This week, Human Rights Watch joined 180 rights groups and other experts calling on governments and companies to stop using facial recognition surveillance technology in public spaces and in migration and asylum contexts, as it is simply too dangerous and powerful to be used without negative consequences for human rights.
Facial recognition surveillance technology – the kind that scans, identifies, and profiles people en masse – is not compatible with international human rights law, as it amounts to mass surveillance. As well as undermining privacy rights, the technology threatens our rights to equality and nondiscrimination, freedom of expression, and freedom of assembly.
In 2020, some of the big tech companies pledged a moratorium on selling facial recognition surveillance tech, in response to rights concerns, but self-regulation simply doesn’t work and at least one of those companies may now be rolling back on that commitment.
Meanwhile, facial recognition surveillance tech is increasingly used by governments to surveil protests, target people based on their ethnicity, and curb political dissent. As with much technology, it exacerbates existing structural inequities and hits people with marginalized and vulnerable identities hardest.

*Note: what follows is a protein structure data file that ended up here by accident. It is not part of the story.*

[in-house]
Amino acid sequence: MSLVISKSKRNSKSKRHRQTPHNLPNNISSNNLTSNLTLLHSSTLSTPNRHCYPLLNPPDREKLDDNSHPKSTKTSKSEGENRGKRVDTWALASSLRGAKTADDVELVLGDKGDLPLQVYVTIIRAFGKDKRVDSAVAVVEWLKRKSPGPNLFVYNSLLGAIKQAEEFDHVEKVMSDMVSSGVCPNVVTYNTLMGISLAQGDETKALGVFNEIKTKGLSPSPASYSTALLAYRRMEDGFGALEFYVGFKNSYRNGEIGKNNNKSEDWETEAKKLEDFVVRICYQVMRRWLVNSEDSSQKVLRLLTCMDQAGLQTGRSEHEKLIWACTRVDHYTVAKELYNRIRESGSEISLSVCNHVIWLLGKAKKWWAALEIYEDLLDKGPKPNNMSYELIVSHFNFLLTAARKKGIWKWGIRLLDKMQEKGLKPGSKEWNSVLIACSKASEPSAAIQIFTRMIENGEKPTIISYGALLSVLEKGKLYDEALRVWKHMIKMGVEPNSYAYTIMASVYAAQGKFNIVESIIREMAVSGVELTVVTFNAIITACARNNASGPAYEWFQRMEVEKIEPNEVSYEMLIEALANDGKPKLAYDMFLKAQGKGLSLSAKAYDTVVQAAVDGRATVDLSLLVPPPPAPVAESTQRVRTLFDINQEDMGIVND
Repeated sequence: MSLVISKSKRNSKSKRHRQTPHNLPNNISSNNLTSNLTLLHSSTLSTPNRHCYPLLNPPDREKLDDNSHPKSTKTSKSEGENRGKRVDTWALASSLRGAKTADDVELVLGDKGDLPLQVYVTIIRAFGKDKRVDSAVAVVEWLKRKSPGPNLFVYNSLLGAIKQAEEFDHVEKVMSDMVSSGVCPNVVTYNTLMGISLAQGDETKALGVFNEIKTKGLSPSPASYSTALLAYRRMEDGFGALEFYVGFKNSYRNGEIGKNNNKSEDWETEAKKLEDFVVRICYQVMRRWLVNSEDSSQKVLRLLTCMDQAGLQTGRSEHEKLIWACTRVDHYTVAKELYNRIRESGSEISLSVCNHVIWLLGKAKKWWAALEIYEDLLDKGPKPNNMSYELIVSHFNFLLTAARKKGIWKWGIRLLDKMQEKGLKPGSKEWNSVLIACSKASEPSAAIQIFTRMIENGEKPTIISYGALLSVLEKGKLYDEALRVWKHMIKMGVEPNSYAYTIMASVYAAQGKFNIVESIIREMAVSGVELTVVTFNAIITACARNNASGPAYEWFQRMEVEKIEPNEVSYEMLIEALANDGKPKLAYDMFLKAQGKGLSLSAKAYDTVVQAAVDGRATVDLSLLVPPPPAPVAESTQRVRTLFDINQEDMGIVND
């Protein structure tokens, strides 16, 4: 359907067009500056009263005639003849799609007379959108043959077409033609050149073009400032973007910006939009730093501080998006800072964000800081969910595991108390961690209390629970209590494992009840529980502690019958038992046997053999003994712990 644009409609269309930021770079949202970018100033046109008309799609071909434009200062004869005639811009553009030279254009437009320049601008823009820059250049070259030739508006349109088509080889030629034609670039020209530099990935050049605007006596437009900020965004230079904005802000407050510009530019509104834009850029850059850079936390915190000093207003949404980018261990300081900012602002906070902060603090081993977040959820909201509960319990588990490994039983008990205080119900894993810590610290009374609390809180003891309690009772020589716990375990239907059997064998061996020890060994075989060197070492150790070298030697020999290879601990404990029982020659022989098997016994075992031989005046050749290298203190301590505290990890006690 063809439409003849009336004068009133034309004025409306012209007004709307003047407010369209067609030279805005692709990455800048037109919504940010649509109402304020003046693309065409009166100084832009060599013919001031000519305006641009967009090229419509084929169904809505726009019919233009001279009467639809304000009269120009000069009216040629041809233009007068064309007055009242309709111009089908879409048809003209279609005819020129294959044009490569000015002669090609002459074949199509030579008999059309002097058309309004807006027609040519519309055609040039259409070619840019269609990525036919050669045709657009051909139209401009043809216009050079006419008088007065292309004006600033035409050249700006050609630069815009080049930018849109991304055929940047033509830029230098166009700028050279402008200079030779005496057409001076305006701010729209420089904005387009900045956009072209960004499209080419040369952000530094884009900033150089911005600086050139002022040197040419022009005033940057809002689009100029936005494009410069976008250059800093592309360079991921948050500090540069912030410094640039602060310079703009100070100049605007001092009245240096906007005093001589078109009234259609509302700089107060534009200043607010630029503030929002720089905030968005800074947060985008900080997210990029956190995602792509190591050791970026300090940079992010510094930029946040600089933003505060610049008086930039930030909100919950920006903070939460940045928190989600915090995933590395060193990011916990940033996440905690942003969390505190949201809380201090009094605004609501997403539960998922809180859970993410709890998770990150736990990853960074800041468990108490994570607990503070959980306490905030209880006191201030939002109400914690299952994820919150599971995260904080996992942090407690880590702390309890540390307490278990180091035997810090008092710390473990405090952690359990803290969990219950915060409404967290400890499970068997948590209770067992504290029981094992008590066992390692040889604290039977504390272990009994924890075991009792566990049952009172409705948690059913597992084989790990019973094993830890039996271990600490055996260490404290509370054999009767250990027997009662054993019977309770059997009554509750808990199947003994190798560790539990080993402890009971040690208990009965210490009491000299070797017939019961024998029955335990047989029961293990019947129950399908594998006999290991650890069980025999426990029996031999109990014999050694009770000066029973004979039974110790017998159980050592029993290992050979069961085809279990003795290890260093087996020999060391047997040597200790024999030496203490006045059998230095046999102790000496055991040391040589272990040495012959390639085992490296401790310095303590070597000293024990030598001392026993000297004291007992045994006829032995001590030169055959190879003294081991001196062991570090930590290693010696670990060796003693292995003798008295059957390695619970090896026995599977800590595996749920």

There is no safe use-case for this technology on our streets or at our borders. We urgently need governments to step up and ban facial recognition surveillance in these spaces, and companies to stop creating and using this powerful tech for surveillance purposes.
The Chinese government appears increasingly anxious to silence critics of its appalling human rights record. At home, it arbitrarily detains or forcibly disappears them; abroad, it harasses them. At the United Nations, it’s seeking anotherterm on the UN’s top human rights body – the Human Rights Council – while telling member states to boycott public events highlighting its litany of human rights violations in Hong Kong, Tibet, and Xinjiang.
During the UN General Assembly’s annual high-level session in New York in September, China’s UN mission wrote to each UN member state to “strongly recommend your mission NOT to participate” in a side event on Xinjiang organized by the Atlantic Council, Human Rights Watch and Amnesty International. The plea was ignored, as an audience of hundreds attended to hear details of the Chinese government’s crimes against humanity targeting Uyghurs and other Turkic Muslims, and possible UN responses.
This week, China’s UN delegation in Geneva wrote to UN members telling them “to refrain from participating … in any way” in an event on the sidelines of the Human Rights Council session focused on the authorities’ suppression of media freedom in Hong Kong. But the event had a sizeable crowd of diplomats, journalists, and others interested in learning about ongoing abuses.